Are there places nearby your loved one would enjoy, such as a shopping center or a city with cultural events? Is it close to nature, for suitable outdoor outings? How often do activities take place? Ask to see a schedule.

Are the residents near doctors’ offices, a hospital or medical center? Regular check-ups and medical care are highly important for senior citizens.

Is There a Transition Process?

Finally, ask what the criteria are for transitioning to other levels of care within the facility. What are the assessments, and who is involved?

Talking With CCRC Residents

Ask to speak to several residents. Ask about their experiences. Ask them about all aspects of the CCRC. Are they comfortable with the facilities? The ability to transition? The staff, on all levels? The meals? The activities?

The Staff at the CCRC

CCRC staff perform multiple duties. Some look after the residents on a daily basis. Some provide nursing care. Some are medical, either on staff or on call. Others maintain the facilities and perform administrative tasks. Ask about turnover and retention of staff. It’s important to have long-term staff on board. Frequent turnover may result in a lesser quality of care or indicate management issues.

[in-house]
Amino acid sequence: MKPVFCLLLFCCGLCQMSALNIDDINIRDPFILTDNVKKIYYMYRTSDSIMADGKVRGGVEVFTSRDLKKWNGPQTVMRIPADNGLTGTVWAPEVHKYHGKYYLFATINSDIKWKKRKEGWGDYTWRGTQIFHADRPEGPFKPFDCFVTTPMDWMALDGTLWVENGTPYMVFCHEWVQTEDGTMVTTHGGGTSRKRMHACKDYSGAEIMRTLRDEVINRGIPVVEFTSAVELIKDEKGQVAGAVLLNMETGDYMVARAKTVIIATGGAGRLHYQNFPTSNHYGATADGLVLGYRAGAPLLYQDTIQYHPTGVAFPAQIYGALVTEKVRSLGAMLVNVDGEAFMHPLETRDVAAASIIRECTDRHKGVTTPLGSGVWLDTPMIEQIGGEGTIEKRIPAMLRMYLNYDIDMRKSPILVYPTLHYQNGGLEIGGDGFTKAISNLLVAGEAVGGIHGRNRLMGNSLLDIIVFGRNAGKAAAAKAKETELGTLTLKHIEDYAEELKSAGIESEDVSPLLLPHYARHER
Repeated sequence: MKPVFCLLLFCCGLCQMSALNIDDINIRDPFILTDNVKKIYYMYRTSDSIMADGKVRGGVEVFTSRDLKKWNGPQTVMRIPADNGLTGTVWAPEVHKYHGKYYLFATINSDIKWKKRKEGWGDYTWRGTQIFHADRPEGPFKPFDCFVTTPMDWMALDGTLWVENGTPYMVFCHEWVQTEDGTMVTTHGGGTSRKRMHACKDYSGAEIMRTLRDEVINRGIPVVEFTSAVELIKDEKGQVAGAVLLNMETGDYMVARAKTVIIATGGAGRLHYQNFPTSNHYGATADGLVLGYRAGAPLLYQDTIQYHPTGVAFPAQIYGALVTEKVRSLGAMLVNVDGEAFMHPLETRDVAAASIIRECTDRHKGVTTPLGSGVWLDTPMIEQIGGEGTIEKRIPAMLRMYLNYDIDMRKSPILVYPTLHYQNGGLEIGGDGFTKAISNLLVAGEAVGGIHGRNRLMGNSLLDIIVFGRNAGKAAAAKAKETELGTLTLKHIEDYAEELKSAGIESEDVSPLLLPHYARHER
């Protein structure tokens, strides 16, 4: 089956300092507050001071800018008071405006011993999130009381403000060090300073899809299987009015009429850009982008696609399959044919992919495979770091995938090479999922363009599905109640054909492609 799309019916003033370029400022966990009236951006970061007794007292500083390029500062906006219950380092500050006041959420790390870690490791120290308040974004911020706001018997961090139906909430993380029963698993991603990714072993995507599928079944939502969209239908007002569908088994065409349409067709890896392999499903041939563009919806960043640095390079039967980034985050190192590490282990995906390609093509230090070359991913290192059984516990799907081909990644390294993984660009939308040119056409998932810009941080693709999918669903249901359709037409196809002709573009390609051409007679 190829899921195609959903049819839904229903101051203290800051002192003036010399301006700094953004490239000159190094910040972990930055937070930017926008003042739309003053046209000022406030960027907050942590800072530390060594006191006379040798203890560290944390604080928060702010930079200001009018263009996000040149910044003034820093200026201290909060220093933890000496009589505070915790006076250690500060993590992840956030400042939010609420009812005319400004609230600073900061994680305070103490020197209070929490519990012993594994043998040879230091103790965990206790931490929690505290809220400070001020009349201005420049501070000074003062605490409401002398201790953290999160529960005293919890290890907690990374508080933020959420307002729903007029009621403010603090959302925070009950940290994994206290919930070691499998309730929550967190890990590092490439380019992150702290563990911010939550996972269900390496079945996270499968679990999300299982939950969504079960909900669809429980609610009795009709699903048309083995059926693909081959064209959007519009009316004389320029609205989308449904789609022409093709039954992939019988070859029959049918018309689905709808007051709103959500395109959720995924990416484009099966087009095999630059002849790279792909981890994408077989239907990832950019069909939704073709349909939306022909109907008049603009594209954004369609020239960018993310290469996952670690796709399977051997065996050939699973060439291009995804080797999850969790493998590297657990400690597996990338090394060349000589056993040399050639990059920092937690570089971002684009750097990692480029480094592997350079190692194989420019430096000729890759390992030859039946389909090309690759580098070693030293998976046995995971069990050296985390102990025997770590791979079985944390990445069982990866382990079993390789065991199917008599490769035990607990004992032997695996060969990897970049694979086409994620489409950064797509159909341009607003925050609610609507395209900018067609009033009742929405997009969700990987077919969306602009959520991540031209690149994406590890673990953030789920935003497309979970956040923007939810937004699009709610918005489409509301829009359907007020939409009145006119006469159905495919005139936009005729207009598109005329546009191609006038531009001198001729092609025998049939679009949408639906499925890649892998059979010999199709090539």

Observe interactions between residents and all the staff. It’s particularly important to watch residents, caregivers and nursing staff. They should be respectful and friendly. Observe both the tone and body language. They should never talk down to residents or act as if they are humoring them.

Ask to review the credentials of caregiving and medical staff. Are the doctors affiliated with a hospital? If so, is the hospital nearby? This is important to know in case your loved one requires hospitalization at some point.

Financing a Move to a CCRC

It’s very important to review the financial picture of living in a CCRC, in every respect.

First, make sure you know what the costs are. You should look at a contract before making any commitments. Have your attorney and accountant review it. What are the entrance fees? Are entrance fees charged when residents change tier? What is the deposit? Is it refundable, to the resident or the heirs?

Look at the monthly fees. Make sure you understand what they cover. Are activities or special meals assessed an extra fee? Ask how frequently monthly fees are raised. What goes into the assessment of raising them? Ask the questions you would ask of any real estate deal.